How to Take a Long, Scrolling Screenshot on Android, iOS, and Desktop

Tap and hold on these arrows, and the screenshot will extend farther down the screen. When you lift your finger, or the bottom of the webpage or document is reached, the image is saved to your phone’s gallery.

Scrolling Screenshots on iOS

Screenshot of Android

Use the Full page tab near the top to take a long screenshot.

Courtesy of David Nield

You can capture scrolling screenshots on iOS too. The standard button shortcut combination for a screen capture is Power+Volume Up if your iPhone has Face ID or Power+Home if your iPhone has Touch ID.

That takes care of a standard screenshot, but if you want a scrolling one, you need to tap on the thumbnail that pops up in the lower left corner. The next screen will show the capture, and if there’s content that stretches beyond the display (like a webpage or long document), you’ll be able to switch between Screen and Full Page views.

On the Full Page view, the entirety of the webpage or document is selected by default. If you want to change this, tap the crop icon—just to the right of the Done button at the top—and then use the handles to change what’s included in the screengrab. Tap Done to confirm your crop selection.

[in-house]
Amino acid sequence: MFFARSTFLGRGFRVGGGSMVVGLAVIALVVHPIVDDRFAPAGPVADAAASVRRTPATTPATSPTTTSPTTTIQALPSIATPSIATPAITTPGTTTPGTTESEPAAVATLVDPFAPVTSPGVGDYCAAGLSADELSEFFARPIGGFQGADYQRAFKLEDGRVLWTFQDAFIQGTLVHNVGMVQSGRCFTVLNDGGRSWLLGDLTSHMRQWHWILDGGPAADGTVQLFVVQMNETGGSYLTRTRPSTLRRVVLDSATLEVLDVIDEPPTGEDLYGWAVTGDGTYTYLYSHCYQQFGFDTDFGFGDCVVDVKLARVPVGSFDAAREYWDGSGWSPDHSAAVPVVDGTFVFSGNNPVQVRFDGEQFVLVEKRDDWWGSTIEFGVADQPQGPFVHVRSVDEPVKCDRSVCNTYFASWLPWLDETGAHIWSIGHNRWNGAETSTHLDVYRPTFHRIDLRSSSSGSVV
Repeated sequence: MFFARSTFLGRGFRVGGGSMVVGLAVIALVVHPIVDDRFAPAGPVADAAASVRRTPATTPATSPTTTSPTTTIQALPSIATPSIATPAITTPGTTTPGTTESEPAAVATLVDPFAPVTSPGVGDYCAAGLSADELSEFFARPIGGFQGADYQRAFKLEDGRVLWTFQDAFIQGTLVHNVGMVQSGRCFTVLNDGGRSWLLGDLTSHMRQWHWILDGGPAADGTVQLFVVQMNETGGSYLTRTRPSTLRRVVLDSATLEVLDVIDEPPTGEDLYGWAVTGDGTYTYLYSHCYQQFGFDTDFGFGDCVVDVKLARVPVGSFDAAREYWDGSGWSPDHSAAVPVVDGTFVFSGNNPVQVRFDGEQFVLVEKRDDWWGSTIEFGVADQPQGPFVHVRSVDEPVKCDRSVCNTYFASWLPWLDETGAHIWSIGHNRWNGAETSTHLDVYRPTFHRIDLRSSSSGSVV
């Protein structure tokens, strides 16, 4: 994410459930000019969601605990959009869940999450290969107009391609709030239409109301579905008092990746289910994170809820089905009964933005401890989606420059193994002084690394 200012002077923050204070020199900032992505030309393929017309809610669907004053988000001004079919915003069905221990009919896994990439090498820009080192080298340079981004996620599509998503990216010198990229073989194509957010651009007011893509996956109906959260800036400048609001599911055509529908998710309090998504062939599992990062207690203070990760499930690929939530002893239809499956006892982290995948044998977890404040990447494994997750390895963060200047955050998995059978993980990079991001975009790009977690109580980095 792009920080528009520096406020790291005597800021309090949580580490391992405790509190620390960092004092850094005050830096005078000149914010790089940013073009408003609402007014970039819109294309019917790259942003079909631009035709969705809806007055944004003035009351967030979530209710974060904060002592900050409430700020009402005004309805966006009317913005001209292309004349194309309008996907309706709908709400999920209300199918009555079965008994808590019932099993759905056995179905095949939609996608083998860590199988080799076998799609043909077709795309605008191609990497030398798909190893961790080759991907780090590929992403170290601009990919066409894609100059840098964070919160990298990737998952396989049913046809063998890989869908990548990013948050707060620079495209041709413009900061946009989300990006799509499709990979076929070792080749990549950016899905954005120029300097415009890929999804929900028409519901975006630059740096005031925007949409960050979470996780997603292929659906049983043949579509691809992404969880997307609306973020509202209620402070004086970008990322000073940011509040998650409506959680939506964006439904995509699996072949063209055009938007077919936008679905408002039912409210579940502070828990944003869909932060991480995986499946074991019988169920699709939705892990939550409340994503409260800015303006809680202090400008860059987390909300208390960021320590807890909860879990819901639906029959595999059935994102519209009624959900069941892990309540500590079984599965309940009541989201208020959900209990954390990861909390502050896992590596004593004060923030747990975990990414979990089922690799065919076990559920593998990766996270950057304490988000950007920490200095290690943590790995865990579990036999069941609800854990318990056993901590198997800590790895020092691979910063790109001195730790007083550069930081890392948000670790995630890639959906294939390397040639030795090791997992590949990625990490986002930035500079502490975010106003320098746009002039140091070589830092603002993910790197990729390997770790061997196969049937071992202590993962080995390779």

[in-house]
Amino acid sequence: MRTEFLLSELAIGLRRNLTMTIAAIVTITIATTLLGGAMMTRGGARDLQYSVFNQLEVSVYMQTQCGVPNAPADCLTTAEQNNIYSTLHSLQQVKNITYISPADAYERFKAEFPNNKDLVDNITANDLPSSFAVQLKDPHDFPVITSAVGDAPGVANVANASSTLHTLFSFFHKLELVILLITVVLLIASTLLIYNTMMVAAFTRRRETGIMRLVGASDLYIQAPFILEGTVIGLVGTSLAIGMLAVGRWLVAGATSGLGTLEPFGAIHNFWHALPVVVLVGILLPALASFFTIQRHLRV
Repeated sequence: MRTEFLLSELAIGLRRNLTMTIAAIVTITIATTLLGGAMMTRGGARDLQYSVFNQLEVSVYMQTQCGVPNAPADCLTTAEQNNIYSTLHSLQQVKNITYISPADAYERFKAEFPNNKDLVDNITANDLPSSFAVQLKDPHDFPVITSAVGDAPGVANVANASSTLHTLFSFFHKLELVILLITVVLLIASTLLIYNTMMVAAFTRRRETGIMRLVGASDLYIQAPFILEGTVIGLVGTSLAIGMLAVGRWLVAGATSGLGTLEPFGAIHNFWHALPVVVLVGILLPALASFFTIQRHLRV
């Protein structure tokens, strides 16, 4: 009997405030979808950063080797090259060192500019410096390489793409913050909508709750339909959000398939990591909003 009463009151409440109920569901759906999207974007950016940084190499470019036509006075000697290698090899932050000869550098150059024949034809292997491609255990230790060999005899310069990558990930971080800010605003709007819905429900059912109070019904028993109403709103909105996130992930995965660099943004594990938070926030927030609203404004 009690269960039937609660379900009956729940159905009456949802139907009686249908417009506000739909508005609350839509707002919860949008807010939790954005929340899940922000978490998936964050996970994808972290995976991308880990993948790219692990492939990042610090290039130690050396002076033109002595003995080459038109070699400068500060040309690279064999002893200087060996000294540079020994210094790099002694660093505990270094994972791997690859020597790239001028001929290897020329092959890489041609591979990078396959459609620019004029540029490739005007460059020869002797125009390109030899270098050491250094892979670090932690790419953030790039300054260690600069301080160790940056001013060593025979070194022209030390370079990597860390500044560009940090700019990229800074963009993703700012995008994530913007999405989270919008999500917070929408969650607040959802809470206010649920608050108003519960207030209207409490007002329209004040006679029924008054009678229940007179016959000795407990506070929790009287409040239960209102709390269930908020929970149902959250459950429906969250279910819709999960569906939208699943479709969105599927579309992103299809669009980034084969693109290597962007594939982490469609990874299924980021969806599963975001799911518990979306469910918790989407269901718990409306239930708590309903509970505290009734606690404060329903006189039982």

When you’re happy with what’s been captured, tap Done, and you’re then able to save the capture as a photo to your gallery or as a PDF to the Files app. You can also choose to delete the screengrab or copy it to the clipboard.

Scrolling Screenshots on Windows and macOS

Screenshot of Android

Microsoft Edge will capture scrolling screenshots for you.

Courtesy of David Nield

Scrolling screenshots aren’t supported by the default capture tools in either Windows or macOS, but you do have options if you need to grab a lengthy webpage or document in your desktop operating system.

One is to choose the print option in whatever program you’re using: Both Windows and macOS offer a print to PDF option in the printers list, even if there are no actual printers attached. Choose this, and the entirety of whatever you’ve got open will be saved as a PDF in a folder of your choosing.

When it comes to webpages, some browsers have scrolling screenshot capabilities built in. Chrome and Safari don’t, but Microsoft Edge does: Click the three dots (top right), then Screenshot, then Capture Full Page. You can do it in Firefox too: Right-click on the page, choose Take Screenshot, then pick Save full page.

A variety of third-party options will take scrolling screenshots for you to, usually by stitching together several screen captures: ShareX is a free option for Windows that does this, and on macOS you can use Shottr (it costs $8, but you can try it for free for 30 days).

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